In her new weekly feature, writer Mayka Mei profiles Bay Area-based fashion Web sites.
Social network newcomer Shopseen only went live publicly this winter, but it already has big plans to revive physical traffic in local boutiques.
A product of Oakland-based Proletarian Design, the concept of Shopseen came to CEO/Founder Adeel Ahmad in late 2007. Although it doesn’t seem likely that a hardware engineer would dream up the idea of a site devoted to shopping, Ahmad’s passion for photography and fashion designer wife (fellow Canada native Sarah Zins) probably had something to do with his move into social media.
Even before he got his iPhone 3G, the upswing of cameraphones and geotagging technology appealed to Ahmad for what they could potentially do for the appreciation (if not accumulation) of materialistic goods.
“Why don’t we use our phones to be a kind of citizen fashion reporter?” he asked. The capability was there, Ahmad just had to build it.
Customer crowdsourcing: Users vote on new product and event finds that they share amongst themselves.
And along came Shopseen. Part photo blog, part stylist’s tool, Shopseen aggregates a live timeline of what is currently offered in stores and indie shopping events. (The network started focused on Bay Area retailers, but is just now starting to expand to other shopping -loving cities including Los Angeles and New York.)
Shopseen’s (almost) 400 registered users have been snapping photos of products they like, uploading them to Shopseen’s database, and connecting with like-minded community members to figure out where to find “the new black.” New visitors can browse through more than 500 products currently posted on the site, as well as plan out their next shopping adventures based on the 200 events filling up Shopseen’s calendar.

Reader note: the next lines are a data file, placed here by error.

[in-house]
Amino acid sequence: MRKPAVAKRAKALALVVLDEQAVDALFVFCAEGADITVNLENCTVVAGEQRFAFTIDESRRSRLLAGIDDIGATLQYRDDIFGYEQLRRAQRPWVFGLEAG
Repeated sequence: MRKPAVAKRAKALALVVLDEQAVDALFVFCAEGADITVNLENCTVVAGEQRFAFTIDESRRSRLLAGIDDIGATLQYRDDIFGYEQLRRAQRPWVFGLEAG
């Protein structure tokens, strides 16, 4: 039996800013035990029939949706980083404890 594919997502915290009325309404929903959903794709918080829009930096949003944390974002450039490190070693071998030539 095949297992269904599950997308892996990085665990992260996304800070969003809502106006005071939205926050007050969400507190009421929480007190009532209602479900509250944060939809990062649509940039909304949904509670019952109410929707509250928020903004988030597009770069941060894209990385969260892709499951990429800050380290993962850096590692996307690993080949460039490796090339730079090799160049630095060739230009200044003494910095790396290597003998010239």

Shopseen’s list of events, found and posted by its users, publicize sales, shows, and parties.
Though numbers are small compared to fellow Bay Area startups Chictopia and Lookbook, considering that it’s barely half a year old, Shopseen appears to be showing a lot of promise in bridging Web content with in-person store visits. The concept has drawn the attention of Mashable and SFist, who, in Mashable’s words, herald the site as “Best for: Local shopping discovery.”
In Shopseen, Ahmad hopes to promote Bay Area independent retailers and increase foot traffic of visitors to brick-and-mortar stores. The cost to entice new users is zero cents, but at what cost can store owners get involved? Just free-99, surprisingly. Ahmad has even discussed collaborating in promotions with owners and possibly delivering statistical analyses for stores’ benefit.
In authentic startup fashion, Shopseen is powered by a bevy of part-time volunteers. Out-of-pocket costs for domain basics are personally covered by Ahmad, “[Everything] is self-funded out of my dwindling personal savings.” Though the company’s lack of funds benefits by not needing to support an actual office (Everybody telecommutes.) Ahmad has been contracting and working on side projects to help with overhead.
For now, the Shopseen team is focused on building a strong user base and rolling out easy-to-use mobile applications. An iPhone application won’t be ready to debut for the next couple of months, but currently users can e-mail photos on the fly to their Shopseen account in a fashion similar to TwitPic.
Full disclosure: Mayka Mei, a social media professional, advises Shopseen on product development.